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0

Presumably what you have in that picture is a screenshot of a vector format file (EPS or PDF or AI), in which case great, you already have what you need. Open it in Illustrator, clean up what you don't need, lock the layer, then create another layer and start drawing on top of the template. When you're done, move the template layer (what you call the ...


2

Stop using the wrong tool. Use Illustrator first. Ask for a PDF file of that blueprint. If it is drawn correctly that file IS your template. Just remove the lines you do not actually need. Define a scale and draw internally a rectangle where you want your raster image, your Ps file. You can make a clipping mask and put all the lines inside. Now Export ...


3

This looks more like a full telescoping hinged rigid box made of non-bending board with a printed wrap. If you look at the top left corner, the cover telescopes over the bottom tray. If you look at this image, it gives a closer, more detailed look: https://bit.ly/3ybzj0h Looking closely at the above image, I can also see the wrap edges. The item holding the ...


3

Interesting question. Several things to consider here. First of all. You can not print one ink at 200%... Unless you can. When you send something to be printed, and you have no real control over the print process you can not. The maximum you can send is the 100% capability of the device. This is true to digital print systems or traditional print systems, ...


2

If you're printing offset, a vendor will not print small text for the reason you gave - the registration would be difficult and text might show up blurry. Small text will always print in 100% black. Sending a file to the vendor with a 200% black will not have an effect - the vendor will either print a full black (100%) or not. You cannot print a solid black ...


2

I suggest not modifying the original content. It is a valid worry that such dark images usually don't look good in print. Even if an image has a background that is slightly off-black, then the printer may use three primary colours to produce black, and may result in blue and yellow edges due to misalignment. Your pixelated white letters will look coloured (...


6

My first thought is No. Leave the color as it is. A book is a document, in this case, to explain accurately how graphics were. Imagine the same case of an astronomy photo. You do not want light gray as a night sky. The only exception I can think of is if the pages are meant to be printed on a home printer, a student for example. In this case, the savings in ...


3

My first thought is to show it to your print vendor if you have one chosen - he'll know what his equipment is capable of and what changes you might make. If you go with a solid black, it might be suggested that a black tint be placed underneath the solid to avoid "ghosting" of the knocked out images. That can be done on the vendor side. Although ...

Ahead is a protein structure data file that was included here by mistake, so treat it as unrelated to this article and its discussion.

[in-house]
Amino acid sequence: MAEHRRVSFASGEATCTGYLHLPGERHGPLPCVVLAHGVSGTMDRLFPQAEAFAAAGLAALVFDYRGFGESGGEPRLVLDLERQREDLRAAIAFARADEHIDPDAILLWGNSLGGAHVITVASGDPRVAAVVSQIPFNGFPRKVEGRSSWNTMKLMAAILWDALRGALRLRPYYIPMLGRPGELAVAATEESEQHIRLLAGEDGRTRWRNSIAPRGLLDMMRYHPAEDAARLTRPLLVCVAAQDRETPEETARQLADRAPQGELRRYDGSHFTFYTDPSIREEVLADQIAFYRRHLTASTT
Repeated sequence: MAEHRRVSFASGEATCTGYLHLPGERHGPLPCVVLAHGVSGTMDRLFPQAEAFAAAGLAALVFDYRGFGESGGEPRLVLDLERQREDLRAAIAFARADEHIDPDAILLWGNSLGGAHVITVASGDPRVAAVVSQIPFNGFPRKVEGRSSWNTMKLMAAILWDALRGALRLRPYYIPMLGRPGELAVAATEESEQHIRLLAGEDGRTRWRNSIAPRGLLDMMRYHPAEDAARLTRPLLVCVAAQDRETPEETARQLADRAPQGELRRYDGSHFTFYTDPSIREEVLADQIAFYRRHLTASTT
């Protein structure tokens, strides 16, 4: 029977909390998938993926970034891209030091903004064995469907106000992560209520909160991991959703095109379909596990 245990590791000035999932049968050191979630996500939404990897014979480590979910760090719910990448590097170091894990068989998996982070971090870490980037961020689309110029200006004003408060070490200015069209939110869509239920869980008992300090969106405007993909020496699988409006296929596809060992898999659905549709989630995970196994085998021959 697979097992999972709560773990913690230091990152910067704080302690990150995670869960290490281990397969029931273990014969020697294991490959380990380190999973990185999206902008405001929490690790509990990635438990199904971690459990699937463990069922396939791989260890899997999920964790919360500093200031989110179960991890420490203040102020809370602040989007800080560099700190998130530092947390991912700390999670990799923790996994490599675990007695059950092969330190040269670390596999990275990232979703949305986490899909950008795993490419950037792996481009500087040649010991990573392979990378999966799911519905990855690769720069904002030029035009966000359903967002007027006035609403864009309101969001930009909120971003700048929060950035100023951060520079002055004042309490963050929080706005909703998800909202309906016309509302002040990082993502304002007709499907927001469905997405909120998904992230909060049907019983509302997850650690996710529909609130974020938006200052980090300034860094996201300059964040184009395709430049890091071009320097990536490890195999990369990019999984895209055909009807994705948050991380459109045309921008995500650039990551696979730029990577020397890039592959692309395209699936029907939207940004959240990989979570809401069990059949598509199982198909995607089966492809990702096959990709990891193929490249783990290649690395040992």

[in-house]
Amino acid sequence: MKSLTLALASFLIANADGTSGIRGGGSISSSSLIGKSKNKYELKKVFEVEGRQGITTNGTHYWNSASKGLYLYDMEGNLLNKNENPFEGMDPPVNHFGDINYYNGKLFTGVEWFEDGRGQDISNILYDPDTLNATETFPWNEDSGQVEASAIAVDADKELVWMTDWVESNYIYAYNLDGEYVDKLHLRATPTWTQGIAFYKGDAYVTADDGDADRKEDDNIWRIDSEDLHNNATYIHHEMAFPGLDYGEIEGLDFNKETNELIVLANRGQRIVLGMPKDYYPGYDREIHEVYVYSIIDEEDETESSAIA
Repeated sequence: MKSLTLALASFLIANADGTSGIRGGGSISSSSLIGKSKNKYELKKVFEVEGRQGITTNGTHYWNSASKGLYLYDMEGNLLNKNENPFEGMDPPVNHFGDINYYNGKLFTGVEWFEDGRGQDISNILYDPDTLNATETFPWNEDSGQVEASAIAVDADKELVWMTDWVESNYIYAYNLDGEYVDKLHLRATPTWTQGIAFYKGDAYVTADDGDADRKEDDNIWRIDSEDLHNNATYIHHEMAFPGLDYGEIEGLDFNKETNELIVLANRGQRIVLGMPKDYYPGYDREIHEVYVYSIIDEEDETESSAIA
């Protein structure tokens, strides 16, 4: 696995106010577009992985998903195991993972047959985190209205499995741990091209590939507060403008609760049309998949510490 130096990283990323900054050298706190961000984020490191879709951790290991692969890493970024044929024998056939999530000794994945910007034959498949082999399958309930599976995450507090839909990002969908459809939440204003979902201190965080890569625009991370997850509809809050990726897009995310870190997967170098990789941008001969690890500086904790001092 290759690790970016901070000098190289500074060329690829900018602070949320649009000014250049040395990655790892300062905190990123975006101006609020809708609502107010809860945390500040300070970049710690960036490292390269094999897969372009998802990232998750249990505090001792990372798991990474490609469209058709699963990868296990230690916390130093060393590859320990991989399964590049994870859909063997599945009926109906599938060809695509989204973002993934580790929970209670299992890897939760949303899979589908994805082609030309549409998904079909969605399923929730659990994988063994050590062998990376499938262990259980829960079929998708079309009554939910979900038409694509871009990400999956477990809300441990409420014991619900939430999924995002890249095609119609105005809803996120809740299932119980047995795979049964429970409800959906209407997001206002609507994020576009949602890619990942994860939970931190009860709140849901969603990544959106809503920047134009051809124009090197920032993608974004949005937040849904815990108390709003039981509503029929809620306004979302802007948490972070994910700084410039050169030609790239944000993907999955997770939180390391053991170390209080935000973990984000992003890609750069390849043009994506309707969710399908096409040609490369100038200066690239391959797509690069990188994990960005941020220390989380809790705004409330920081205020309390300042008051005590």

1

As @Wolff points out, the images that you posted were derived from photographs of poison-dart frogs. What wasn't mentioned is that the kind of pattern that one can see on poison-dart frogs, zebras, conch-shells, and other biological specimens are usually modeled mathematically as reaction-diffusion processes. Fortunately, you don't need to understand the ...


3

You can combine results from both Illustrator and Photoshop to create things like this. Illustrator part: Create a symbol and make a pattern like this with Symbol Sprayer Tool Using other Symbol tools like Sizer, Screener, do this: Expand the symbols. Apply Object > Envelop Distort > Make with Warp Apply Effect > Distort & Transform > ...


14

To create such organic looking shapes, it's IMO best to use some randomness as a starting point for your design. Thankfully some design tools (e.g. Photoshop) come with a handy "Clouds" effect, which renders some random noise, that looks initially a similar to clouds: From the main menu, choose Filter -> Render -> Clouds Now that you have ...


0

I do not have Indesign right now, but as I recall, one option is to turn the image into Grayscale, which will use only the K channel on the output. I can be wrong though.


12

If you follow your own link and scroll a bit down, it's explained and exemplified how the patterns were made. It seems that the patterns are in fact closeup photographs of Poison dart frogs. So you need to find some free images of poison dart frogs online. Like this one from Wikimedia Commons (by Ltshears and in the Public Domain). It's easy to find a crop ...


6

You need a high resolution image of a thin piece which has holes. You can draw it as a vector, but that's said already in an earlier answer, so I try something else. This is a photo of a commonly used piece of not so organic material. It had white background and unfortunately only low resolution - good enough for webshop. I lifted the width to 2000px with ...


3

In Illustrator you can use the Appearance panel to apply an opacity mask to a raster image. Here's how you could do it: Make an image like this in Photoshop, I painted some colours then applied a blur. Select all (Ctrl+A) and copy it (Ctrl+C). Of course you can use any image you want. It could be anything. Open Illustrator, and paste (Ctrl+V) the raster ...


2

For anyone with a similar problem now (7 years later ;) Photo Tex self-adhesive fabric could work. https://phototexgroup.com/products/ One of the waterproof or High Tack versions may suit your need. If it needs to be coated, you could try a Marabu liquid coating. Both might send you a sample to test.


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